If we want the trains to run on time, we’ve got to improve their tracks. Image: Jérome
In the era of regulated open financial services APIs, some think banks will become just the dumb pipes behind a whole host of tech-focused, consumer-facing startup projects. But in actuality, the prospects aren’t so grim.
The critical conversation started after the European Union passed the Payment Services Directive 2 (PSD2) at the beginning of this year, which among other things calls for banks to open up its APIs to third parties. The legislation will give fintech startups access to bank architecture and data that could help them provide better products and services to end customers.
“There’s this knee-jerk reaction when you first talk about PSD2 to think about banks in one playpen being concerned and the fintechs in another playpen sharpening their pencils,” said Marcus Treacher, former HSBC and Swift executive and current Global Head of Strategic Accounts at Ripple. “But whether you’re a bank or a fintech, both groups are going to be able to access more data to create better tech solutions. Nothing is stopping a bank from accessing the data of other banks with those open APIs as well.”
And banks have an advantage in that it has far more experience working with regulators and complying with regulations. This advantage has already been seen in the number of fintech startups that have entered the market with rallying cries of disruption, only to soften its stance after operating in an industry that deals with considerable fraud and a strict regulatory environment.
“Banks will remain a powerful competitor to fintechs,” Treacher said.
The key objective for banks should be improving their backend for the benefit of the frontend.
Treacher and the team at Ripple believe using distributed ledger technology is the best way to do that. Distributed ledger technology stands to simplify the transaction route, making payments faster and opening up corridors that were once expensive and slow.
“With blockchain … the rails the banks run on become high-performance rails,” Treacher said. “If you improve the tracks, then the people that make all the value-add services that go on the trains could do a much better job.”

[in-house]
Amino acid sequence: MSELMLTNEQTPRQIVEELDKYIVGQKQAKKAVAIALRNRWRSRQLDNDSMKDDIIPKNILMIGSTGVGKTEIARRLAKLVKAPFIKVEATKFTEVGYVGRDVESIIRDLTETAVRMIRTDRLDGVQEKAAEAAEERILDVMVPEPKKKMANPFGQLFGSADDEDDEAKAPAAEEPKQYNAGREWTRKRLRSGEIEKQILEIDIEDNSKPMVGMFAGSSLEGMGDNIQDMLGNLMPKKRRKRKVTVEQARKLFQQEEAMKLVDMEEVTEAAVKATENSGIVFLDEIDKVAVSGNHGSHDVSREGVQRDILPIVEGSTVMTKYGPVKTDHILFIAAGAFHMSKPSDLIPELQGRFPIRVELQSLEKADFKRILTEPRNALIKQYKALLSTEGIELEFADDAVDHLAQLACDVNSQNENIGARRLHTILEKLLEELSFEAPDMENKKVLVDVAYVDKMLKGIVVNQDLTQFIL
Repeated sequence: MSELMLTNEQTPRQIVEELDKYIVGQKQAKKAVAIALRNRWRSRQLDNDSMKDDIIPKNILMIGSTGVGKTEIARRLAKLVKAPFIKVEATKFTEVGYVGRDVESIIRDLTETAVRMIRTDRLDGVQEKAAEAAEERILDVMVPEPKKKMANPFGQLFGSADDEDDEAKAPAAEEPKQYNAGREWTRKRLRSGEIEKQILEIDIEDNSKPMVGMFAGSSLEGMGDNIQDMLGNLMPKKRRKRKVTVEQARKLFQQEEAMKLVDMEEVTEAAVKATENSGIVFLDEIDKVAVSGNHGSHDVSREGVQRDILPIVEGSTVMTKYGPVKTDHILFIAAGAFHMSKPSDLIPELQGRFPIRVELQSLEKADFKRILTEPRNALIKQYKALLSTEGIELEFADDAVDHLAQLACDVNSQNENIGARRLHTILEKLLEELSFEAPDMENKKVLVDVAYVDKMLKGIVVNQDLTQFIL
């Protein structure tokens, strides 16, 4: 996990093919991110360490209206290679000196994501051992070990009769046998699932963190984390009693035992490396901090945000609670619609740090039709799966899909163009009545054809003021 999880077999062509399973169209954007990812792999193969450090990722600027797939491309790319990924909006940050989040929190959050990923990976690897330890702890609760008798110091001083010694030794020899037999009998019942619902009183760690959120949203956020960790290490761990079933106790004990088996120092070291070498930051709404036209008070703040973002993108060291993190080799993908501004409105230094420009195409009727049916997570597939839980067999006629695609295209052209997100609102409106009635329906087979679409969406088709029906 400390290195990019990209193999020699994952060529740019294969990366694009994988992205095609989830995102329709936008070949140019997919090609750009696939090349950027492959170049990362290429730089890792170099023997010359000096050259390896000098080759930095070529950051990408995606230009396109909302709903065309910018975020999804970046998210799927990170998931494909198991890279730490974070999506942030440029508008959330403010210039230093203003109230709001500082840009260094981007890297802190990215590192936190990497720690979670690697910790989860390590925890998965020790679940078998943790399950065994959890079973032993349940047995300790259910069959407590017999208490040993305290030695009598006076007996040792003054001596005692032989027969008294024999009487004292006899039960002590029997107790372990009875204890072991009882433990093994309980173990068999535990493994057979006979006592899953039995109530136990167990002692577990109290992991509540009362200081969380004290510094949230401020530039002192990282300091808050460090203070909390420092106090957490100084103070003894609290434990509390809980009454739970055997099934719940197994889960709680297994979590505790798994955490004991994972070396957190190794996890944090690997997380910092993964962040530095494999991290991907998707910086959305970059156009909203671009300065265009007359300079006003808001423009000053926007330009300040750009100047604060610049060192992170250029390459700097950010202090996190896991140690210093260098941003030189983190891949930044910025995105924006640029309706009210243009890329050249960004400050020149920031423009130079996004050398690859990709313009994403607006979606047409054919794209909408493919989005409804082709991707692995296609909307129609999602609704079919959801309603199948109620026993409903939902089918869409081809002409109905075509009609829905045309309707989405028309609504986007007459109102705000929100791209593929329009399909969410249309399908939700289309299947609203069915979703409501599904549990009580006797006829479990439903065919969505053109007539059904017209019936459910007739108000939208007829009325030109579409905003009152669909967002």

With better infrastructure, the potential is for both startups and banks to offer improved products and services to their end users. And an infrastructure built on blockchain enabling real-time transaction reconciliation could dramatically reduce costs meaning, according to Anthony Macey, Innovation and Strategy Manager at Barclays, banks can focus on enhanced services and/or become the infrastructure third parties need to create services.
Infrastructure built on #blockchain enabling real-time settlement could dramatically reduce costs. Tweet This
“You’re just beginning to see banks adopt a platform focus, offering API services to attract the best developers,” said Danny Aranda, Ripple’s Managing Director for Europe.
Opening up financial service APIs will bring the robustness and efficiency to the Internet of Value that the current internet stack for the Web already employs. “The internet allows small teams with little capital — but a lot creativity and talent — to take a great idea, execute on it really well and take over huge markets quickly,” Aranda said.
“We’re not at that stage yet with the internet of value … but as the stack matures over time, and there are good fundamentals in the base layers of the infrastructure through blockchain, the potential is that a small team of talented developers can create the next great financial services offering,” Aranda said. “That type of dynamic is going to be good for all stakeholders.”
Bailey Reutzel is an independent freelance journalist focusing on finance, technology and politics. She blogs about US political culture and how people interact with money at Moneytripping.com.